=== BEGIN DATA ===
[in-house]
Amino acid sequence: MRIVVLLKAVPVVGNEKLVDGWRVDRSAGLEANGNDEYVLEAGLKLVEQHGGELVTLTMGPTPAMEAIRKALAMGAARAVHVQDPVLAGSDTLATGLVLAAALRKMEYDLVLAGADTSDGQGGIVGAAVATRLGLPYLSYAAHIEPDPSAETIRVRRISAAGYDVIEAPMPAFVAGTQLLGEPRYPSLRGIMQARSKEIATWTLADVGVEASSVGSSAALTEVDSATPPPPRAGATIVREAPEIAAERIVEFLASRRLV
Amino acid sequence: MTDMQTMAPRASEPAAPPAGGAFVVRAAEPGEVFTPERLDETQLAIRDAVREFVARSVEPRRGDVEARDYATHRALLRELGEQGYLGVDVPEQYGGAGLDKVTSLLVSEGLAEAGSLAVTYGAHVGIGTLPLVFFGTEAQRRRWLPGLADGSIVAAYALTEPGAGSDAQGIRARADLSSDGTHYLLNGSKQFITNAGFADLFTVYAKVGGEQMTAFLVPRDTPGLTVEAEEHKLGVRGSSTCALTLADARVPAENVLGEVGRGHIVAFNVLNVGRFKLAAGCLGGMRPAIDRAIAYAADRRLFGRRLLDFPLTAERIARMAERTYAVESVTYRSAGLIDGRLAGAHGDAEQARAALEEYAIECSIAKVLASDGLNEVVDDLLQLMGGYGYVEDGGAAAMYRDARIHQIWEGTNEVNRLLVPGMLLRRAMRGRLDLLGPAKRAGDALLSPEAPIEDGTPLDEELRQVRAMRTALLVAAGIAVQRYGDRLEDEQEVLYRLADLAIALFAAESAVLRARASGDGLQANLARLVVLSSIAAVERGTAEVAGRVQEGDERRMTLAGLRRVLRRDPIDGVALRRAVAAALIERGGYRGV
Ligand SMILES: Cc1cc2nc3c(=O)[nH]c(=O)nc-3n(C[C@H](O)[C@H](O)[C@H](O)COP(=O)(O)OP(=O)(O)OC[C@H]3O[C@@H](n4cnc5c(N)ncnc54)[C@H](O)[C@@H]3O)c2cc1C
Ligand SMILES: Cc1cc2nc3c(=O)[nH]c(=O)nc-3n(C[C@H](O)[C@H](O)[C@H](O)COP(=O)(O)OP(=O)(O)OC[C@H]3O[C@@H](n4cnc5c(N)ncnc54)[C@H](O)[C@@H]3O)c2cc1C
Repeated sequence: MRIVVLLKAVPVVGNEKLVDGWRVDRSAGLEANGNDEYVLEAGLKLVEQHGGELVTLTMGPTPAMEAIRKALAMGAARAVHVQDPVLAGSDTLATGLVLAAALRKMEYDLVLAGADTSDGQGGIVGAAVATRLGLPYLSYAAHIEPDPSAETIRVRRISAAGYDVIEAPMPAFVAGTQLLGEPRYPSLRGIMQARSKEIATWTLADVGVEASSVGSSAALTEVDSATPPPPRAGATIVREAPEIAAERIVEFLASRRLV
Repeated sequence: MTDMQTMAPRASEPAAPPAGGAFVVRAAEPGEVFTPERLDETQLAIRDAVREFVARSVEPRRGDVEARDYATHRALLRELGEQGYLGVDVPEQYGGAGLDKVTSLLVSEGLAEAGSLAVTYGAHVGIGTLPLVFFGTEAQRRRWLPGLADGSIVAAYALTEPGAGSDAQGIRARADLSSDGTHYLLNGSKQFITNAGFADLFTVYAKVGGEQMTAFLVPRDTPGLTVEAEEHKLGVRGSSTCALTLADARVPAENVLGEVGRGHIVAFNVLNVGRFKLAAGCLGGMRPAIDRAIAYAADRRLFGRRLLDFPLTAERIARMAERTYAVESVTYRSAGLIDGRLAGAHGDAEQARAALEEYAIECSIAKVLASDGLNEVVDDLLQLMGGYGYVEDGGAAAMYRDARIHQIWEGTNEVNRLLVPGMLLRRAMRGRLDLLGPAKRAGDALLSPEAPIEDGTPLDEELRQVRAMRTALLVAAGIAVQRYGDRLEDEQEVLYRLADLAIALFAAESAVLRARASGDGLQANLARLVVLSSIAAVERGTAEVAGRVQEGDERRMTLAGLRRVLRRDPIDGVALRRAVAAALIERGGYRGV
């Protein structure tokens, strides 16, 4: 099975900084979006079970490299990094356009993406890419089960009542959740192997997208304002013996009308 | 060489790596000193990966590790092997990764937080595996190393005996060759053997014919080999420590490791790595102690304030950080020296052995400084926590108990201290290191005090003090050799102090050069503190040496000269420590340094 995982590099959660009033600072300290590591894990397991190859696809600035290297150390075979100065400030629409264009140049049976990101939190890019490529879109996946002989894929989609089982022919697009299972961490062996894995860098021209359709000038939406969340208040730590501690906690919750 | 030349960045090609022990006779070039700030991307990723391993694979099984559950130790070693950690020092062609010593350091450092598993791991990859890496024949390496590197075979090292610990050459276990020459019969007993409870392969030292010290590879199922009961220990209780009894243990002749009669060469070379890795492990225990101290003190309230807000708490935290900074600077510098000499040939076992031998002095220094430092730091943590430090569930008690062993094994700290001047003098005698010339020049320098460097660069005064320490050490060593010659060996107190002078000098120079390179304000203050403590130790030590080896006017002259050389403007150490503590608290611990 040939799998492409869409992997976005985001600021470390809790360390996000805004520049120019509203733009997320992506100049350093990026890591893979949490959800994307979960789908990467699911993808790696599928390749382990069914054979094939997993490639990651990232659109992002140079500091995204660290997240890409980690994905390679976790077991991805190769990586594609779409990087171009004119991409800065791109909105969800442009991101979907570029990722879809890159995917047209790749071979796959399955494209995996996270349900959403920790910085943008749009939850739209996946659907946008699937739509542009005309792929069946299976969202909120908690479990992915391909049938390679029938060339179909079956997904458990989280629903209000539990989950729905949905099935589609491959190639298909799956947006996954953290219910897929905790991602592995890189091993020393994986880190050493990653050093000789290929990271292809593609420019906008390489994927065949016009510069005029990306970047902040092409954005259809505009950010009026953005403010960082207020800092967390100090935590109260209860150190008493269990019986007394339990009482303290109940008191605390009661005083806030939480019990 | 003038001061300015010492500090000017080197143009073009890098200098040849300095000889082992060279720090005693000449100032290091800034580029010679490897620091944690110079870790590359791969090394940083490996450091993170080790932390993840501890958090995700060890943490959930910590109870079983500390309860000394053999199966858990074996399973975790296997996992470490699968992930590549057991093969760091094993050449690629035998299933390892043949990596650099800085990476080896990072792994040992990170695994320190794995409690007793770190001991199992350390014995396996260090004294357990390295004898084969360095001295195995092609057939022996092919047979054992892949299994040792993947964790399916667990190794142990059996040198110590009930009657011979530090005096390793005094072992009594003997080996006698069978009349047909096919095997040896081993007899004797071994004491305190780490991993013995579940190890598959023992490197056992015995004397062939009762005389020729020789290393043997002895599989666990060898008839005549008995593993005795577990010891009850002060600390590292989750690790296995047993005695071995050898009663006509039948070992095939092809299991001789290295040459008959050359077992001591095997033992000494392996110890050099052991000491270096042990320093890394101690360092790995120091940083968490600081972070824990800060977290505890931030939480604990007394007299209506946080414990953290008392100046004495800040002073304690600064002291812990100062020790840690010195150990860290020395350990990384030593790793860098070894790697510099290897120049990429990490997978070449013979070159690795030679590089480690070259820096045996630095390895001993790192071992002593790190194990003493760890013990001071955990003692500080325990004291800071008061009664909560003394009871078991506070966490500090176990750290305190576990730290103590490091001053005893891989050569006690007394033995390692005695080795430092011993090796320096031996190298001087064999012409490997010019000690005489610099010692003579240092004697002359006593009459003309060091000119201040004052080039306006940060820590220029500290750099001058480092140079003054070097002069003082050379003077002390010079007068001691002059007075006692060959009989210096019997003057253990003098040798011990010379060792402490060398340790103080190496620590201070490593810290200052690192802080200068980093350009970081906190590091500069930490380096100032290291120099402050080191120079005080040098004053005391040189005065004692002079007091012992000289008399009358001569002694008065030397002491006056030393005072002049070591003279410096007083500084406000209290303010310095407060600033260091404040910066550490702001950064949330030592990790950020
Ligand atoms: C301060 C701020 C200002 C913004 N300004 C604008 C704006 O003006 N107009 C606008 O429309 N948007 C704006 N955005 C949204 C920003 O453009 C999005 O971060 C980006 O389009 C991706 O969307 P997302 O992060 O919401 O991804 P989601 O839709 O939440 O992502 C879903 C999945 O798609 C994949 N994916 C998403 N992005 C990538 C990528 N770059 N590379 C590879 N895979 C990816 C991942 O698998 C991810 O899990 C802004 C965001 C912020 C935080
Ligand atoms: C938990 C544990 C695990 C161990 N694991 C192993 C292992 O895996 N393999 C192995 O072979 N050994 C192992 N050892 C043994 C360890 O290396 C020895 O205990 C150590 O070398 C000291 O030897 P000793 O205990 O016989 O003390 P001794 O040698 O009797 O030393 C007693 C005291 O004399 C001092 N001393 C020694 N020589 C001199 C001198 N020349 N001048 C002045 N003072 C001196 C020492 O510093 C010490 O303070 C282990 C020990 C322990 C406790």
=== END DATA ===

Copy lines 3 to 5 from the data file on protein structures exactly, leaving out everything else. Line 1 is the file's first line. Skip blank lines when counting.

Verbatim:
Amino acid sequence: MTDMQTMAPRASEPAAPPAGGAFVVRAAEPGEVFTPERLDETQLAIRDAVREFVARSVEPRRGDVEARDYATHRALLRELGEQGYLGVDVPEQYGGAGLDKVTSLLVSEGLAEAGSLAVTYGAHVGIGTLPLVFFGTEAQRRRWLPGLADGSIVAAYALTEPGAGSDAQGIRARADLSSDGTHYLLNGSKQFITNAGFADLFTVYAKVGGEQMTAFLVPRDTPGLTVEAEEHKLGVRGSSTCALTLADARVPAENVLGEVGRGHIVAFNVLNVGRFKLAAGCLGGMRPAIDRAIAYAADRRLFGRRLLDFPLTAERIARMAERTYAVESVTYRSAGLIDGRLAGAHGDAEQARAALEEYAIECSIAKVLASDGLNEVVDDLLQLMGGYGYVEDGGAAAMYRDARIHQIWEGTNEVNRLLVPGMLLRRAMRGRLDLLGPAKRAGDALLSPEAPIEDGTPLDEELRQVRAMRTALLVAAGIAVQRYGDRLEDEQEVLYRLADLAIALFAAESAVLRARASGDGLQANLARLVVLSSIAAVERGTAEVAGRVQEGDERRMTLAGLRRVLRRDPIDGVALRRAVAAALIERGGYRGV
Ligand SMILES: Cc1cc2nc3c(=O)[nH]c(=O)nc-3n(C[C@H](O)[C@H](O)[C@H](O)COP(=O)(O)OP(=O)(O)OC[C@H]3O[C@@H](n4cnc5c(N)ncnc54)[C@H](O)[C@@H]3O)c2cc1C
Ligand SMILES: Cc1cc2nc3c(=O)[nH]c(=O)nc-3n(C[C@H](O)[C@H](O)[C@H](O)COP(=O)(O)OP(=O)(O)OC[C@H]3O[C@@H](n4cnc5c(N)ncnc54)[C@H](O)[C@@H]3O)c2cc1C